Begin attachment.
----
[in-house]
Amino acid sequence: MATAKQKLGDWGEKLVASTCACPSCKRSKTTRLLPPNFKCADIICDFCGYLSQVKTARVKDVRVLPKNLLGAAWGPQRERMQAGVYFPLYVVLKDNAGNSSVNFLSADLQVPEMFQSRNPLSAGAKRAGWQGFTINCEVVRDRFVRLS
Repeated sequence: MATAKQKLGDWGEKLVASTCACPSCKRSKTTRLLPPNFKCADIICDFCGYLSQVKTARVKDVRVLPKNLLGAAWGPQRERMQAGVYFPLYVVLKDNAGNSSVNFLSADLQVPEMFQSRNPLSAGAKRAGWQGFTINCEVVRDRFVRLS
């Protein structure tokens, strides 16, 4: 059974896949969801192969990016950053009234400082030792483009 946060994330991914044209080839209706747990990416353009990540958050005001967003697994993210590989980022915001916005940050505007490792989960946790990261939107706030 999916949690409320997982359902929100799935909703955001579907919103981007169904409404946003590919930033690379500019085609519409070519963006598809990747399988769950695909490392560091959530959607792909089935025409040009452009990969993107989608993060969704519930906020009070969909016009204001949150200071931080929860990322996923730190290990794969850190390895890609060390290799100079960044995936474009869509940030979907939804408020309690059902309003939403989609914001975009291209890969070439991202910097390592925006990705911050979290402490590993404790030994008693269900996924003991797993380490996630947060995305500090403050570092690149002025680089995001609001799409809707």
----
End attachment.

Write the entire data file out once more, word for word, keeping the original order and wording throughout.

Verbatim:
[in-house]
Amino acid sequence: MATAKQKLGDWGEKLVASTCACPSCKRSKTTRLLPPNFKCADIICDFCGYLSQVKTARVKDVRVLPKNLLGAAWGPQRERMQAGVYFPLYVVLKDNAGNSSVNFLSADLQVPEMFQSRNPLSAGAKRAGWQGFTINCEVVRDRFVRLS
Repeated sequence: MATAKQKLGDWGEKLVASTCACPSCKRSKTTRLLPPNFKCADIICDFCGYLSQVKTARVKDVRVLPKNLLGAAWGPQRERMQAGVYFPLYVVLKDNAGNSSVNFLSADLQVPEMFQSRNPLSAGAKRAGWQGFTINCEVVRDRFVRLS
């Protein structure tokens, strides 16, 4: 059974896949969801192969990016950053009234400082030792483009 946060994330991914044209080839209706747990990416353009990540958050005001967003697994993210590989980022915001916005940050505007490792989960946790990261939107706030 999916949690409320997982359902929100799935909703955001579907919103981007169904409404946003590919930033690379500019085609519409070519963006598809990747399988769950695909490392560091959530959607792909089935025409040009452009990969993107989608993060969704519930906020009070969909016009204001949150200071931080929860990322996923730190290990794969850190390895890609060390290799100079960044995936474009869509940030979907939804408020309690059902309003939403989609914001975009291209890969070439991202910097390592925006990705911050979290402490590993404790030994008693269900996924003991797993380490996630947060995305500090403050570092690149002025680089995001609001799409809707």